Thursday, September 18, 2008

Grand Canyon not as old as recently claimed

Geologists Phil Pearthree and Jon Spencer from AZGS, and Jim Faulds and Kyle House from the Nevada Bureau of Mines are challenging a recent report that claimed the Grand Canyon started forming 17 million years ago. [right, National Park Service]

Tomorrow's issue of Science carries a technical comment that rebuts the interpretation of Victor Polyak and associates published last March, that used cave deposits to track water-level declines and attributed them to downcutting of the Canyon. The Polyak article received widespread attention in the geologic and general news media.

Our team determined instead that "water-table declines at these sites were more likely related to local base-level changes and Miocene regional extensional tectonics." They conclude that geologic evidence shows the Colorado River arrived in the western Grand Canyon region about 5-6 Ma.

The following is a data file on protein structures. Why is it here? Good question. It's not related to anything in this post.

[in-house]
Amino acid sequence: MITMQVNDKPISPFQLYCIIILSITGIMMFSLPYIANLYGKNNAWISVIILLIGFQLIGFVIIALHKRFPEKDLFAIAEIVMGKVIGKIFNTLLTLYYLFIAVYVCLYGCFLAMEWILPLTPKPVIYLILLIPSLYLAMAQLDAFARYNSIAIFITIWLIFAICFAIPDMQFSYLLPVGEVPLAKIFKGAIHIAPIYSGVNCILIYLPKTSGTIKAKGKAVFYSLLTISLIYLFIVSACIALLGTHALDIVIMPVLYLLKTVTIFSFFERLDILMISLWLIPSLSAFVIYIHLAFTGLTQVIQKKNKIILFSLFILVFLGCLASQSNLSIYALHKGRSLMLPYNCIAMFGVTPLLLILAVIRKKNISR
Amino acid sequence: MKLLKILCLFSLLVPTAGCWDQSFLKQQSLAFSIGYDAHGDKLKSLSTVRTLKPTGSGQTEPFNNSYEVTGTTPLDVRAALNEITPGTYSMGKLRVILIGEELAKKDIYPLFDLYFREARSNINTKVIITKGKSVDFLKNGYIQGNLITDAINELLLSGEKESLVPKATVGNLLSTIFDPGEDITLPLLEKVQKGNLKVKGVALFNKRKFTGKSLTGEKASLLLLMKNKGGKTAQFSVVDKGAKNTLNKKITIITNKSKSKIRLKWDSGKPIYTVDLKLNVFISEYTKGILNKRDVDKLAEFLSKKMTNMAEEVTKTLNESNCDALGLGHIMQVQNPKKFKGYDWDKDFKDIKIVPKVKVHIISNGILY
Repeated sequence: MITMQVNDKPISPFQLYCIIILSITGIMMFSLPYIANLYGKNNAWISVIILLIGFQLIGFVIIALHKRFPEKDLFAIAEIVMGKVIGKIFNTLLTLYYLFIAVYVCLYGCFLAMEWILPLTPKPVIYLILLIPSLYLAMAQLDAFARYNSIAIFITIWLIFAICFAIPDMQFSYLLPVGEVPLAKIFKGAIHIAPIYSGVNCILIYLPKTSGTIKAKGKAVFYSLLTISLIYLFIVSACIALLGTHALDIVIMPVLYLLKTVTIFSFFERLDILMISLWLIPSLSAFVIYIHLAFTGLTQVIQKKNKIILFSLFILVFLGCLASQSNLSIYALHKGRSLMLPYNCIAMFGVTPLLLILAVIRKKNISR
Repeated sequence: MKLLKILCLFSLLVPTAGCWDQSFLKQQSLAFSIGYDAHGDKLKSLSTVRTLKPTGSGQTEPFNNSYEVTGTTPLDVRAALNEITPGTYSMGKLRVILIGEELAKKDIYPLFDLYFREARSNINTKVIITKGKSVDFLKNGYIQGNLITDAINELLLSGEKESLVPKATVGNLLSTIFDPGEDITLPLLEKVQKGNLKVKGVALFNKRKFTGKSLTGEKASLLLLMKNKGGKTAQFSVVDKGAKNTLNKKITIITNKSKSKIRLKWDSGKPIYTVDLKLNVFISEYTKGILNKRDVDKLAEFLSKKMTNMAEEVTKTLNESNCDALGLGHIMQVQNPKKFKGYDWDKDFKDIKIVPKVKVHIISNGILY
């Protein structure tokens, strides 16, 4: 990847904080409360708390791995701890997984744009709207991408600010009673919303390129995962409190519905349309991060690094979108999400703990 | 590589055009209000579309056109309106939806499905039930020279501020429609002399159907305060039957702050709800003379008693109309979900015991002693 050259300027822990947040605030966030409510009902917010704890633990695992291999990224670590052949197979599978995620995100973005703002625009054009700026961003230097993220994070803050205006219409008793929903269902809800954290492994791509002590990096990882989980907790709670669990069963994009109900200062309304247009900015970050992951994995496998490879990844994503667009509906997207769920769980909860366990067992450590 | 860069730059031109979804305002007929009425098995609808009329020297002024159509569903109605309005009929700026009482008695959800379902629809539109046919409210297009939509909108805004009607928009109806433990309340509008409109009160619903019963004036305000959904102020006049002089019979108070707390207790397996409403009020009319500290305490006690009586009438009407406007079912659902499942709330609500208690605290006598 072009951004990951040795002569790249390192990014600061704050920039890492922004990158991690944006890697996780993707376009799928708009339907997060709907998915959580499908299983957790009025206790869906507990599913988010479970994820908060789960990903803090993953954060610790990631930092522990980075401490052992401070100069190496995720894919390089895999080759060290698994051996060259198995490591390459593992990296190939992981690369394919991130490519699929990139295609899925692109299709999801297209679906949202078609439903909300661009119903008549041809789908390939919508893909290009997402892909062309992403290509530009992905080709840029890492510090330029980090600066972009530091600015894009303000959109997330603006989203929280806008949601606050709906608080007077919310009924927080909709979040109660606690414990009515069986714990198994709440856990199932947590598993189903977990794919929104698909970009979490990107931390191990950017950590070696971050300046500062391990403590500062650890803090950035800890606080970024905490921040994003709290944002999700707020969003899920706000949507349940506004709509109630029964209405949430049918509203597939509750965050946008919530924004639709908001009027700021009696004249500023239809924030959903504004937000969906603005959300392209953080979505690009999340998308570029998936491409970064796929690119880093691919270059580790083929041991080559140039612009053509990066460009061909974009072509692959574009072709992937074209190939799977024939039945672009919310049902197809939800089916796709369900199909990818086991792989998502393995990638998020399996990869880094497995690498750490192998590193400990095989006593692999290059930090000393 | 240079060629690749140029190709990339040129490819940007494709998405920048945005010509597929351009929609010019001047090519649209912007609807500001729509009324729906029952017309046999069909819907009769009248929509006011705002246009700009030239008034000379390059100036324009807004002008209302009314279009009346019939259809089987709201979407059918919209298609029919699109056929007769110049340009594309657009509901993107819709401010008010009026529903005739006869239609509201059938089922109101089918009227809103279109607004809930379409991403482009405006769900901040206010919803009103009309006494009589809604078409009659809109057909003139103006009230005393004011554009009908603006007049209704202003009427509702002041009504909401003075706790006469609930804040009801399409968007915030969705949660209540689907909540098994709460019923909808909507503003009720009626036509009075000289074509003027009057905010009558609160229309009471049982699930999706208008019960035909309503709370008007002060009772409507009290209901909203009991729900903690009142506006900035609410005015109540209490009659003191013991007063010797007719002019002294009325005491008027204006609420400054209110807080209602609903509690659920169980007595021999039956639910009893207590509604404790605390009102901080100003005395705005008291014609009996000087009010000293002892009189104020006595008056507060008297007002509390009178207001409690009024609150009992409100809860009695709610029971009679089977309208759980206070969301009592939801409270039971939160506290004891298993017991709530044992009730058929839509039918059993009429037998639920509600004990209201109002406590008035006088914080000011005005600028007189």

A second critique of the Polyak interpretation is authored by Joel Pedersen and his colleagues, and raises complementary concerns.

The rebuttal by Polyak et al, comes down to them arguing that they see no absolute data that negates their interpretation, so therefore, they must be right. Not the most compelling argument, but read the whole debate yourself.

1 comment:

  1. Anonymous7:44 PM

    Their argument hinges on the connectivity of the water table in the region adjacent to what is now the canyon. Also, they use the old argument of sediments in the Grand Wash Basin as the basis of their arguments. I find that less than completely convincing.